It is my recommendation, given the seriousness of our exposure, that the Archdiocese posture itself in such a way that any publicity will be minimized. I would recommend that in cooperating with Bishop Watters, that Father Adamson be sent to the Paracletes in Albuquerque or to the House of Affirmation. It is obvious to me in dealing with Father Adamson at this time that he has little remorse other than the fact that we found something else out and completely minimizes the entire situation.

Clohessy says that this is another instance of church officials trying to minimize bad press of an abuse scandal. "The first question should be, how do we find out whether he's hurt other kids and how do we help them? And how do we stop him from doing it again?"

The documents more broadly reveal "how much church leaders knew about Adamson and how little they did to stop him," Clohessy says.

Continue for more commentary from SNAP and for the full Archdiocese response.

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The sex abuse and cover up within the church hierarchy is still going on to this day. Cardinals and bishops are still covering up sex crimes against kids, they are still not removing accused predator clergy, and they still are not reporting to law enforcement. Their so called "zero tolerance" policy is not being followed by all the bishops who created it. They don't have to, because there is no punishment to force the bishops to change their ways of protecting their image and the institution rather than protecting innocent kids. There are many of these bishops who need to be held accountable. Until that happens nothing will change.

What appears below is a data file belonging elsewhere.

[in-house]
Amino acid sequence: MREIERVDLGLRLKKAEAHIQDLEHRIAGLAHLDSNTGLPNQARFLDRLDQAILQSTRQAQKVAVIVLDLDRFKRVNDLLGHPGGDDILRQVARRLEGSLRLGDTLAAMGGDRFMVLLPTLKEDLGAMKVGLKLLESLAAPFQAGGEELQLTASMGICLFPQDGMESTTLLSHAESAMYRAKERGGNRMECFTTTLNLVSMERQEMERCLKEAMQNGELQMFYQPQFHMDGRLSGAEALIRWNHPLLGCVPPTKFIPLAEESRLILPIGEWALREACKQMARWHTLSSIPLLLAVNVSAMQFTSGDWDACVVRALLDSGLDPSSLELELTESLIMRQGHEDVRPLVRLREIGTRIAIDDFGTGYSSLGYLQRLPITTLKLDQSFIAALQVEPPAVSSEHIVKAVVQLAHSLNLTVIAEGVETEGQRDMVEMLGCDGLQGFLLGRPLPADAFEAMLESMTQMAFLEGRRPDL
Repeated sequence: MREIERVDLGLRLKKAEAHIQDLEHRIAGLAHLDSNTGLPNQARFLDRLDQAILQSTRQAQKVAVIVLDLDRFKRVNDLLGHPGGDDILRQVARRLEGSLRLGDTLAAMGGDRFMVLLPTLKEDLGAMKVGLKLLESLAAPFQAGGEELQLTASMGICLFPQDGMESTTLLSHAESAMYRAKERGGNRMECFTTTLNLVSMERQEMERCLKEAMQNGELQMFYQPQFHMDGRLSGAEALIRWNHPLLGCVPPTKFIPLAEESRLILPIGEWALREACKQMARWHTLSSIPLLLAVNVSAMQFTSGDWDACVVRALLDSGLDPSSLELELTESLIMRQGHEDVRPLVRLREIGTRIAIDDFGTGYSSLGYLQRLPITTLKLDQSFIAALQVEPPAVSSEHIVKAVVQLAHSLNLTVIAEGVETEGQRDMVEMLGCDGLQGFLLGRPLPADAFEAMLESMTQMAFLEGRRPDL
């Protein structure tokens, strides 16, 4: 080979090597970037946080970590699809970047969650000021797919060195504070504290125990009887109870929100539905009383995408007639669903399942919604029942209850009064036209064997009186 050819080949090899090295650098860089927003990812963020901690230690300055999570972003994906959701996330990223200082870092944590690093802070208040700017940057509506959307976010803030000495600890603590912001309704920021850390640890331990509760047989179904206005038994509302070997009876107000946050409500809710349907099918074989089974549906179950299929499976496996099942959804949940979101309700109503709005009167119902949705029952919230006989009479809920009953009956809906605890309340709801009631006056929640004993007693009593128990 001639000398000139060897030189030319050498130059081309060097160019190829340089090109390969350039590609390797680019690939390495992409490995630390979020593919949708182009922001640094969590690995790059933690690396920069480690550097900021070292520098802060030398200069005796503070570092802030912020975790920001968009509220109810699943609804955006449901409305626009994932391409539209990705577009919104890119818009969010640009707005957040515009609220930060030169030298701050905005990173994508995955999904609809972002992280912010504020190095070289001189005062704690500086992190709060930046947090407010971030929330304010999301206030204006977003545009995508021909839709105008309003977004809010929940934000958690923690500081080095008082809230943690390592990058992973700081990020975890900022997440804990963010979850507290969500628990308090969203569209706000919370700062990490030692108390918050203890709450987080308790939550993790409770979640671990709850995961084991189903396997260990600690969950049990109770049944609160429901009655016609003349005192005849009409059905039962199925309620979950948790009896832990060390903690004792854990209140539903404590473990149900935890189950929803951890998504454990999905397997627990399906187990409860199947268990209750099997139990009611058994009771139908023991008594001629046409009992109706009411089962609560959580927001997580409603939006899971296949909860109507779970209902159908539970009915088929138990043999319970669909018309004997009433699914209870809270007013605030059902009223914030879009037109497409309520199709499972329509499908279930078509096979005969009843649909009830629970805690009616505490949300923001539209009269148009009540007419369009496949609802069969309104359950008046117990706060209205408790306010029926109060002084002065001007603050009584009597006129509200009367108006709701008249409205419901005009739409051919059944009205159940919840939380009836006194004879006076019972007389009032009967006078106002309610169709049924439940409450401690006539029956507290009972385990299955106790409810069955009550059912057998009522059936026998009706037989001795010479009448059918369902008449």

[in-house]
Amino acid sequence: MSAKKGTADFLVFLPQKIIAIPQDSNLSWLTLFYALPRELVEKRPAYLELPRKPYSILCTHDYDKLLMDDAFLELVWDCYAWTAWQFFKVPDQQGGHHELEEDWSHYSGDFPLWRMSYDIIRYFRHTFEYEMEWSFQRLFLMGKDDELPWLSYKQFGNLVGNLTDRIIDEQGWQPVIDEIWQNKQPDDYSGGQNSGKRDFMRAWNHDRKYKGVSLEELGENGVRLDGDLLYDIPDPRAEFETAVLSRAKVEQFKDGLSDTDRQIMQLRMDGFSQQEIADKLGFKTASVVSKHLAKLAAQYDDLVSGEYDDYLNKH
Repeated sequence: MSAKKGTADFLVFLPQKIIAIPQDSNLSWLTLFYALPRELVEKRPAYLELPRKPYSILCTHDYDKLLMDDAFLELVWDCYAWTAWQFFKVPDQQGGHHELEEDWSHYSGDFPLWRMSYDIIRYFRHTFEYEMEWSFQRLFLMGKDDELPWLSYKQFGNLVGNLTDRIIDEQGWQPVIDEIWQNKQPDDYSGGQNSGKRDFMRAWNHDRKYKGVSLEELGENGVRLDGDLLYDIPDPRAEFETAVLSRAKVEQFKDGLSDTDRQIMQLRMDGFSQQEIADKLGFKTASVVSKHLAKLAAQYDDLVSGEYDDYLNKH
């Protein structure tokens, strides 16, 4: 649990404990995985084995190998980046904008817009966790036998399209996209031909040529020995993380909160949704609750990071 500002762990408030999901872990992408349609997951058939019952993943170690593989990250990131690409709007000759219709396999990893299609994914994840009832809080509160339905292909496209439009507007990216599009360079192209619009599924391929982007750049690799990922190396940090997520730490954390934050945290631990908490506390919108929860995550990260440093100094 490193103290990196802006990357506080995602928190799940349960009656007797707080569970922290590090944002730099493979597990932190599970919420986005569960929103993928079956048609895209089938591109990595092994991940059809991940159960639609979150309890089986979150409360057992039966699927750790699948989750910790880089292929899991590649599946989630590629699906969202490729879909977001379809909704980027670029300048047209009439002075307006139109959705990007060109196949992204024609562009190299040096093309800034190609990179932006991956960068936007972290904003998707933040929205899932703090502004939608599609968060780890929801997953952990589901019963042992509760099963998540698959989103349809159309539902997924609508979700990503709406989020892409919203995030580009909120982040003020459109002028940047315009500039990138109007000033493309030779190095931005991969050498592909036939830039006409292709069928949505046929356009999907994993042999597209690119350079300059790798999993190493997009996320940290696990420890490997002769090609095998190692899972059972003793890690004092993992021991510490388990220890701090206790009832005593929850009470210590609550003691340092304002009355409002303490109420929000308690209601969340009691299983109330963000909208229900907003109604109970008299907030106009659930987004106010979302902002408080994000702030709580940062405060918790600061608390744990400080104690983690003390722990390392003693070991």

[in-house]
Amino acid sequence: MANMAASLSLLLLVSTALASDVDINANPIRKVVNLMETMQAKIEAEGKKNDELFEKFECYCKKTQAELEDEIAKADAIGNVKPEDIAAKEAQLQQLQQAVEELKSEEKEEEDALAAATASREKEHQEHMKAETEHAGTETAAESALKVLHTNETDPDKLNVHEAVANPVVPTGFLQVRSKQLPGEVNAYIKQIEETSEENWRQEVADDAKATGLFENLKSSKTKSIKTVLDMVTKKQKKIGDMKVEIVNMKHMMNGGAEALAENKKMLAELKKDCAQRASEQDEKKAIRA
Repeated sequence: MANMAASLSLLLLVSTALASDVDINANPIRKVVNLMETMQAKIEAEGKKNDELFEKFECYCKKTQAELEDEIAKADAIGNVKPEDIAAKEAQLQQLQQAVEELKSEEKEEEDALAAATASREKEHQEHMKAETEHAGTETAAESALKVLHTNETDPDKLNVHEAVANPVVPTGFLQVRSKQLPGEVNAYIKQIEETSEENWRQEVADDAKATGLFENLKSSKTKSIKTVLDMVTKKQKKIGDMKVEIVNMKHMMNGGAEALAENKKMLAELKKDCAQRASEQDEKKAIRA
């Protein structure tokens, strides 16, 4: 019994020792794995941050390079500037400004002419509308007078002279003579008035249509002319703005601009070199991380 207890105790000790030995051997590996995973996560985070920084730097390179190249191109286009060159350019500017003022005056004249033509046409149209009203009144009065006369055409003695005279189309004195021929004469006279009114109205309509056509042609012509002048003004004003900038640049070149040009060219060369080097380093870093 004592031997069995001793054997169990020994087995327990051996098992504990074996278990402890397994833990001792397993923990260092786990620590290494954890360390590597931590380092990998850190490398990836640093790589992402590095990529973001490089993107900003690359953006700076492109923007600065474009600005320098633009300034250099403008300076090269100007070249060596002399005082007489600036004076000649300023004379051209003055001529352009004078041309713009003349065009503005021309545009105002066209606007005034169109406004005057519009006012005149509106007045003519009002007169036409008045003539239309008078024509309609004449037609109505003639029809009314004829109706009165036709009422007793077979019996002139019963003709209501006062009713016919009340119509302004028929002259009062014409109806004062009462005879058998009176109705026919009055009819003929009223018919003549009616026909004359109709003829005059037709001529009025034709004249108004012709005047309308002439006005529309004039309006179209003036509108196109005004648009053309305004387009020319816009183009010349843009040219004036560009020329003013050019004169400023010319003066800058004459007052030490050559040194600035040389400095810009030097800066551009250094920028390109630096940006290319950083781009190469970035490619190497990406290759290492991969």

Sex abuse thrives in secrecy and secret systems that allow it to continue to this day, so silence is not an options anymore, it only hurts, and by speaking up there is a chance for healing, exposing the truth, and therefore protecting others.
Judy Jones, SNAP Midwest Associate Director, USA, 636-433-2511.,
"SNAP (The Survivors Network of those Abused by Priests)


This article parallels a similar situation in the metro KC area, where the bishop failed to report a federal pornography case for over a year.  In both cases, the evidence is damning.  I could cite numerous other cases on a nationwide basis.  Unfortunately, leadership in this church has exhibited zero understanding let alone compassion, of the damage done to the victims they have created.   They set themselves up as the ultimate moral authority.  Truth and Justice are words not in their vocabularies.  What sorry excuses they are!


Very damning evidence for Carlson, that memo.  Not criminal, in the case of Carlson -- but unethical, and immoral.  The pink beanie of irony sits heavily on his head these days.  


Over and over again, Carlson and his PR team trot out lists of "what we're doing right now" about abuse. Two quick points.

1) That's an obvious way to dodge what's in these records - clear proof that Carlson's first concern was protecting the predator priest and the reputations of his fellow high-ranking Catholic officials (Carlson wrote, in these documents, "given the seriousness of our exposure, that theArchdiocese posture itself in such a way that any publicity will be minimized.")

2) Everything Carlson's doing right now he has to do. He has no choice. The programs and policies and procedures are mandated by the US bishops' national abuse policy. So it's like my bragging because I put money in parking meters and pay my income tax and stop at red lights.

David Clohessy of St. Louis, Director of SNAP, the Survivors Network of those Abused by Priests (314 566 9790,